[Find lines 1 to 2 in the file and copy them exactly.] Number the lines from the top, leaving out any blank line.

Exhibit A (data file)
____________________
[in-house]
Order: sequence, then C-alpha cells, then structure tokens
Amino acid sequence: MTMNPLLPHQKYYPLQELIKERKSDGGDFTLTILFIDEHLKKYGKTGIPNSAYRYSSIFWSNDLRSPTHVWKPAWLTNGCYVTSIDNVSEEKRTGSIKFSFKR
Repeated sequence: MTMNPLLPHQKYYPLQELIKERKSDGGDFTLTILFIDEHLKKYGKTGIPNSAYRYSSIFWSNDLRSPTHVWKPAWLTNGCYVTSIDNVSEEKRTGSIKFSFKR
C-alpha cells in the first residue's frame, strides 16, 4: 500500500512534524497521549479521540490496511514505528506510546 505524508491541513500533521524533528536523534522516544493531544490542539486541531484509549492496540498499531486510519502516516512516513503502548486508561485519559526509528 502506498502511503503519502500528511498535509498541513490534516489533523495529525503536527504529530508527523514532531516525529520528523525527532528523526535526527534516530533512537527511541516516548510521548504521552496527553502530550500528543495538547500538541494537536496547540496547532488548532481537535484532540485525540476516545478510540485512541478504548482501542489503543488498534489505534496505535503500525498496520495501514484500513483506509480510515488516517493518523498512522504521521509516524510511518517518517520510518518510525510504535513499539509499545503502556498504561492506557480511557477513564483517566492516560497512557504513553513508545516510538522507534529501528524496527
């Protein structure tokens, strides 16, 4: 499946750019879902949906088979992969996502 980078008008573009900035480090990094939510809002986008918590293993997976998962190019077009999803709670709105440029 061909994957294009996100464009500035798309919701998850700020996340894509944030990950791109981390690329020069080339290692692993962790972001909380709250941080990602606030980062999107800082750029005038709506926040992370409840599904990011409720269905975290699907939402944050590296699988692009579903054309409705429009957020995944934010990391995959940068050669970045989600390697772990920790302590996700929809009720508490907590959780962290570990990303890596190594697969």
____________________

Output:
[in-house]
Order: sequence, then C-alpha cells, then structure tokens